Hume asserts that the compatibilist picture he formulated in Part 1 of section VIII is both consistent with and essential to our common understanding of morality. Our behavior is guided by motives according to which we pursue rewards and avoid punishments. Hume suggests that we might look upon these motives as causes for our actions, following seemingly necessarily from our characters and natures. We blame people not for bad actions, which are fleeting, but for the motives and causes that lead them to act badly. People are considered wicked if their bad actions seem to be motivated by a bad necessity or cause that springs from their nature. The libertarian incompatibilist that denies necessity must thereby deny also our sole criterion for praise or blame. Similarly, the hard determinist that denies free will must deny that our actions are rooted in our characters, which would also render us blameless. Only a compatibilist picture that reconciles free will with determinism can be consistent with the standard assumptions of moral practice.
Next, Hume faces two possible objections relating to God as being the sole author of all deeds. The first objection is that there can be no bad actions in the universe, since a perfect God is the ultimate cause of all actions. Actions that may appear bad to us would in fact appear good if we could see them in the wider context of God's creation as a whole. Hume counters this objection by pointing out that our sentiments of praise and blame come not from some sympathy with God's ultimate purpose but from what promotes peace and security, or disorder and unhappiness, in human affairs. While philosophy or religion might show that everything is ultimately for the best, our moral sentiments are governed not by metaphysical speculations but by the natural sentiments of the human mind.
The second objections is that if we deny that everything in the universe is as it ought to be, we are ultimately placing some blame upon God. Either God's powers are limited, or he is responsible for creating all the evil that is present in the universe. Hume remarks that such an objection is beyond the scope of philosophy. We have enough difficulty understanding the workings of the human mind and common life. To delve into the mysteries of God's will and motives is sure to entangle us in a web of uncertainty and error.
Section IX of the Enquiry is a short section entitled "Of the Reason of Animals." Hume suggests that we reason by analogy, linking similar causes and similar effects. He suggests that his theories regarding human understanding might then be well supported if we could find something analogous to be true with regard to animal understanding. He identifies two respects in which this analogy holds. First, animals, just like humans, learn from experience and come to infer causal connections between events. Second, animals certainly do not learn to make these inferences by means of reason or argument. Nor do children, and nor, Hume argues, do adults or even philosophers. We infer effects from causes not by means of human reason, but through a species of belief, whereby the imagination comes to perceive some sort of necessary connection between cause and effect. We often admire the innate instincts of animals that help them get by, and Hume suggests that our ability to infer causal connections is a similar kind of instinct.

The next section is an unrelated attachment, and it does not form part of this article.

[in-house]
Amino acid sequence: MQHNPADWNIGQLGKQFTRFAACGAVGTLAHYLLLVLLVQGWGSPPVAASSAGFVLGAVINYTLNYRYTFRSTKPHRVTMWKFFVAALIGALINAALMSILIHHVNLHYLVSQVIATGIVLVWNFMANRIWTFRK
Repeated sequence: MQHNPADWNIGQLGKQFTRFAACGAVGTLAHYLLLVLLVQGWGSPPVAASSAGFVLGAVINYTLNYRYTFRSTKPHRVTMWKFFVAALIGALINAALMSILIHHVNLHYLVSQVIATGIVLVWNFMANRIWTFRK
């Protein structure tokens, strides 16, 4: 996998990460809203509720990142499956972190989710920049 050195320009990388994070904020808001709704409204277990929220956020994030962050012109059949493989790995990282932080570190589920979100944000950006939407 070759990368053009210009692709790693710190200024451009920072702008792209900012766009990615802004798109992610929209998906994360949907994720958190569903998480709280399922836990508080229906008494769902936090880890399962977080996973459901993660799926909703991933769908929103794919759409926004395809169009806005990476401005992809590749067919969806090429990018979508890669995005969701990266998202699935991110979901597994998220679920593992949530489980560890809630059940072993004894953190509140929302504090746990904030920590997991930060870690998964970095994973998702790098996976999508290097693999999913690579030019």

In these pages, we gain a clear insight into Hume's naturalist and anti- rationalist thinking. Rather than follow in the tradition of rationalist philosophy and try to uncover the mysteries of the universe according to a priori reasoning, Hume abandons all pretensions to knowing truths that transcend experience. He does not try to detect the origins of many of our common sense or philosophical notions in the secret workings of the universe, but asks instead how they arise in us.
For instance, Hume's explanation of moral judgments at the end of section VIII is based purely on observations of our natural behavior. We judge something to be good because it promotes happiness, security, peace, or what have you, and we judge something to be bad because it promotes the opposite of what we consider to be beneficial. Hume does not deny that there may be some God with some ultimate purpose and some ultimate sense of right and wrong so much as he denies that this is the origin of our own ideas of right and wrong. Rationalist philosophers such as ##Descartes## and Leibniz worked very hard to reconcile metaphysics and ethics, developing metaphysical systems that explained God's presence and role in the universe, and inferred principles of right and wrong from this metaphysics. Hume concedes that all may be for the best in the universe when considered in the wider context of God's creation, but points out that our understanding of morality is not based on this wider context. In this way and others, Hume steers away from the metaphysical and toward the empirical in examining ethics. Modern ethics, for the most part, has taken this line of thinking, seeing the principles of morality as founded ultimately in human reason and human action rather than in the workings of the universe.